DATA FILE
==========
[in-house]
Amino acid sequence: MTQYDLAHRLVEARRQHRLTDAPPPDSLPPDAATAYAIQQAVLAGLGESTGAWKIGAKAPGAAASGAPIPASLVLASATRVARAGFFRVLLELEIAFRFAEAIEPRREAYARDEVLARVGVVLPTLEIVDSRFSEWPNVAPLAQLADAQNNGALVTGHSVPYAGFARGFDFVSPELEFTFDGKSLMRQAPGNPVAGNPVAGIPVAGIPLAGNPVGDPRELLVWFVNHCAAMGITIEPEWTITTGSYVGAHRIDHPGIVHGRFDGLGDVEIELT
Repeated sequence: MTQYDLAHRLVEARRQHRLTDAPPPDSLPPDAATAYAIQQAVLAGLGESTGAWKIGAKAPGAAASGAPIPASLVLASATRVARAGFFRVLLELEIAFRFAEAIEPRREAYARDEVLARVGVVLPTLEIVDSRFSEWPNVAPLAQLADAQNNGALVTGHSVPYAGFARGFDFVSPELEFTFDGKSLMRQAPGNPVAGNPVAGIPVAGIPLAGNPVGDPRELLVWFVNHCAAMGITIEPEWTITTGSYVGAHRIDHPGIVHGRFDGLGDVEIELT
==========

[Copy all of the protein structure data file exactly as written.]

[in-house]
Amino acid sequence: MTQYDLAHRLVEARRQHRLTDAPPPDSLPPDAATAYAIQQAVLAGLGESTGAWKIGAKAPGAAASGAPIPASLVLASATRVARAGFFRVLLELEIAFRFAEAIEPRREAYARDEVLARVGVVLPTLEIVDSRFSEWPNVAPLAQLADAQNNGALVTGHSVPYAGFARGFDFVSPELEFTFDGKSLMRQAPGNPVAGNPVAGIPVAGIPLAGNPVGDPRELLVWFVNHCAAMGITIEPEWTITTGSYVGAHRIDHPGIVHGRFDGLGDVEIELT
Repeated sequence: MTQYDLAHRLVEARRQHRLTDAPPPDSLPPDAATAYAIQQAVLAGLGESTGAWKIGAKAPGAAASGAPIPASLVLASATRVARAGFFRVLLELEIAFRFAEAIEPRREAYARDEVLARVGVVLPTLEIVDSRFSEWPNVAPLAQLADAQNNGALVTGHSVPYAGFARGFDFVSPELEFTFDGKSLMRQAPGNPVAGNPVAGIPVAGIPLAGNPVGDPRELLVWFVNHCAAMGITIEPEWTITTGSYVGAHRIDHPGIVHGRFDGLGDVEIELT